The "yield curve" refers to a graph showing the relationship between the maturity length of bonds—such as one month, three months, one year, five years, twenty years, etc.—plotted on the x axis, and the yield (or interest rate) plotted on the y axis.1 In the postwar era, a "normal" yield curve has been upward sloping, meaning that investors typically receive a higher rate of return if they are willing to put their funds into longer-dated bonds. A so-called inverted yield curve occurs when this typical relationship flips, and short-dated bonds have a higher rate of return than long-dated ones.
Investors and financial analysts are very interested in this phenomenon, because an inverted yield curve (defined in a particular way) has been a perfect leading indicator of a recession going back at least fifty years. If we look at the last eight recessions, beginning with the downturn that began in December 1969, an appropriately defined yield curve inversion preceded all of them about a year ahead of time. Moreover, during this same fifty-one-year period the (appropriately defined) yield curve has only inverted when there would soon be a recession. (See the endnotes for citations to the scholarly literature.2) The following chart illustrates the yield curve's apparent predictive power:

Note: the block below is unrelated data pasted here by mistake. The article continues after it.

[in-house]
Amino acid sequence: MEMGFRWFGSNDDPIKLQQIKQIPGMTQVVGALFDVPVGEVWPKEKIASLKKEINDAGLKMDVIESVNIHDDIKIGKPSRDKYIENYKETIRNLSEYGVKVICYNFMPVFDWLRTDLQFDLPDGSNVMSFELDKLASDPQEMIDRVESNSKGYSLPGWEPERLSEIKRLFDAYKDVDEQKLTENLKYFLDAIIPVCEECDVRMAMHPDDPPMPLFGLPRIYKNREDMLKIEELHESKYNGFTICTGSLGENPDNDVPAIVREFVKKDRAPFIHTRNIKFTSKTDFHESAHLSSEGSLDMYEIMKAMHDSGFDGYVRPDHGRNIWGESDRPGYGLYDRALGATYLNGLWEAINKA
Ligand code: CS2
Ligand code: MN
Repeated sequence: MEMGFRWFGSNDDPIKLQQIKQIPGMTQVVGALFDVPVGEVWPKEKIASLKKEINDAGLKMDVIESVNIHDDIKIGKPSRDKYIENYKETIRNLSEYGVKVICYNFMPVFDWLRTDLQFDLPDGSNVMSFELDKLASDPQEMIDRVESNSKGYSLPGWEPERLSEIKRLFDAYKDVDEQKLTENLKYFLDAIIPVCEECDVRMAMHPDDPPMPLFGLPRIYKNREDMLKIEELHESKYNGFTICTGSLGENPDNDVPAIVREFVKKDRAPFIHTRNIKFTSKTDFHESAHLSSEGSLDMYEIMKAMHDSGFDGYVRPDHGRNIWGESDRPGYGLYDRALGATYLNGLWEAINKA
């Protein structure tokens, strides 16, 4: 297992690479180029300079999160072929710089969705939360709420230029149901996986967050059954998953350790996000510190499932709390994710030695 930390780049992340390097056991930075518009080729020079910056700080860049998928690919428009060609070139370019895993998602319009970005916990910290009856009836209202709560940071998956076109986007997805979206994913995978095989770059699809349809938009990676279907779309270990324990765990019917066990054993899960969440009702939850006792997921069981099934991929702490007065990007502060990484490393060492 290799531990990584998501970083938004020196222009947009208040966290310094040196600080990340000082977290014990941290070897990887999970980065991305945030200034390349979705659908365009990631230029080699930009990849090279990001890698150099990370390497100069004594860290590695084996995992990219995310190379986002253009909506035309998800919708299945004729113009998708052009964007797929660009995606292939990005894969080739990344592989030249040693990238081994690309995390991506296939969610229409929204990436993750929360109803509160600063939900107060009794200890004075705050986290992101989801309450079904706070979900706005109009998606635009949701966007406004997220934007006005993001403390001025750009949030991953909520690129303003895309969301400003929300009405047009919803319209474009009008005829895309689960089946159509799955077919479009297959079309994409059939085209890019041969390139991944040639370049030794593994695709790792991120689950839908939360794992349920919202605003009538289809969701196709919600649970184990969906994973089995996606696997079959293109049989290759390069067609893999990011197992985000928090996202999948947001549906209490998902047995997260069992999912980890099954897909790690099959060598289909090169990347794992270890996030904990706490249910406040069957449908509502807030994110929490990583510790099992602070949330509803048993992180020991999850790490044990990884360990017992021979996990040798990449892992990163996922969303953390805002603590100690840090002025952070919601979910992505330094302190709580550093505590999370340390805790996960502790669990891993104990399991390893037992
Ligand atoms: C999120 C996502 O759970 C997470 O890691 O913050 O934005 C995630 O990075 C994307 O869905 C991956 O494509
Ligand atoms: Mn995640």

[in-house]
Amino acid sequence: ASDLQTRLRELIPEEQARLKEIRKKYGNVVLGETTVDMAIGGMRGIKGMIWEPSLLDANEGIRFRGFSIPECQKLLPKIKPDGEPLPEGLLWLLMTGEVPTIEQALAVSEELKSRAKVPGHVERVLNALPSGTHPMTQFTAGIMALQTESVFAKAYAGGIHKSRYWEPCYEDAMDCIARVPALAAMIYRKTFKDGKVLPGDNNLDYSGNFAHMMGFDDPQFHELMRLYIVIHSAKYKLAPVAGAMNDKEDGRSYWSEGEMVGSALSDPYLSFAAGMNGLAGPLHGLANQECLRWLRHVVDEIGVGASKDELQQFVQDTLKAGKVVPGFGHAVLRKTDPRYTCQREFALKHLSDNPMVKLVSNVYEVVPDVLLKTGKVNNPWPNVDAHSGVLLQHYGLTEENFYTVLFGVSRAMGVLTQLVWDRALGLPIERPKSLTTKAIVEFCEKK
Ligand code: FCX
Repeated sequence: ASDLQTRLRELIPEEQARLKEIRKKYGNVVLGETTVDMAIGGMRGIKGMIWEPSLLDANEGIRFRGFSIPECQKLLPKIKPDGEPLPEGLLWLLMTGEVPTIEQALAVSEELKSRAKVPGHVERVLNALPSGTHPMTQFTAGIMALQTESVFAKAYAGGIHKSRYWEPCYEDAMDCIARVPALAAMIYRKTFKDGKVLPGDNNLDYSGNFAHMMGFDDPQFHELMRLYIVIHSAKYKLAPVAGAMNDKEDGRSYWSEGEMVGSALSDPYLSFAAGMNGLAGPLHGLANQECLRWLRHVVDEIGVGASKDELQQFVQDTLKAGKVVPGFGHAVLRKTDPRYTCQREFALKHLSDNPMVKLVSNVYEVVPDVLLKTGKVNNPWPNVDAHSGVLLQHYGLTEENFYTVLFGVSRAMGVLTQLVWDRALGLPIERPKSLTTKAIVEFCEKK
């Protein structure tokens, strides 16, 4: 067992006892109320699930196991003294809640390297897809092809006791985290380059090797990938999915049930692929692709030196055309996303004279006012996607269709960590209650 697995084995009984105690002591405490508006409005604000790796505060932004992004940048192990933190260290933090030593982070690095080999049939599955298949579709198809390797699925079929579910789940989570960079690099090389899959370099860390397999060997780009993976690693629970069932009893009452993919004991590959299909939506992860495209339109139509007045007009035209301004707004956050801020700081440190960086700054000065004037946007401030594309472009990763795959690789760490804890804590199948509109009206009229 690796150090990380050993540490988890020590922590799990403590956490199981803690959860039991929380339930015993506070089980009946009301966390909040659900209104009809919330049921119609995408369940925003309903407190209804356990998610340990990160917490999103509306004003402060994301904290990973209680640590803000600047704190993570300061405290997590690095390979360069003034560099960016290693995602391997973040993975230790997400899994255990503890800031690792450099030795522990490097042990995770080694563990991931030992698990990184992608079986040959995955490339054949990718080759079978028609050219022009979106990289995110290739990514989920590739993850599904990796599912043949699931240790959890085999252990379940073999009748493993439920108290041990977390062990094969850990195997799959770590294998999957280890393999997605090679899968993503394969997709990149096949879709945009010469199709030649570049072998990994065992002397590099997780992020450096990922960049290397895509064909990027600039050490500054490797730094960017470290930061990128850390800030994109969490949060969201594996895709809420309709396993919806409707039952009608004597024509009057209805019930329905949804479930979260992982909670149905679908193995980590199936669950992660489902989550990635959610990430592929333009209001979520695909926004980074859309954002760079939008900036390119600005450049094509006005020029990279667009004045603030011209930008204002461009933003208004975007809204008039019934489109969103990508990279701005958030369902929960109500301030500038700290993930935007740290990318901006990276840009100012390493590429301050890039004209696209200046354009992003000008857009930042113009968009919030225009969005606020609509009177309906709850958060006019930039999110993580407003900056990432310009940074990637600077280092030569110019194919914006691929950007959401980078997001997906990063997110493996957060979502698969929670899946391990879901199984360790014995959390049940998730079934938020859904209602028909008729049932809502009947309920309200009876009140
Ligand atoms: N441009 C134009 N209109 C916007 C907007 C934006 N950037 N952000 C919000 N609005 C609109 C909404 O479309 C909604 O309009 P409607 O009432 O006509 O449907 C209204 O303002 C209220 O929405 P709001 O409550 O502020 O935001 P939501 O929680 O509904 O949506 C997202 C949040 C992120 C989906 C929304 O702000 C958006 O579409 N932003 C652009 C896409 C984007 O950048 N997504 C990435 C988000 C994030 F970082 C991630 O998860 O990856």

In the above chart (which only goes back to the early 1980s and so doesn't cover the full extent of the yield curve's successful track record), we have charted the difference (or "spread") between the implicit interest rate on ten-year Treasury bonds and three-month Treasury bills. The normal state of affairs is for the yield on the longer ten-year security to be higher than the yield on the very short three-month security. (That's why the line in the chart is typically above the black horizontal line at the 0 percent notch.)
However, every once in a while the yield curve inverts, meaning that the line in the chart dips below the 0 percent threshold, corresponding to a situation in which the yield on three-month T-bills is actually higher than the yield on ten-year Treasury bonds. Notice in our chart that whenever that happens—and only when that happens—the economy soon goes into a recession (indicated by the gray bars).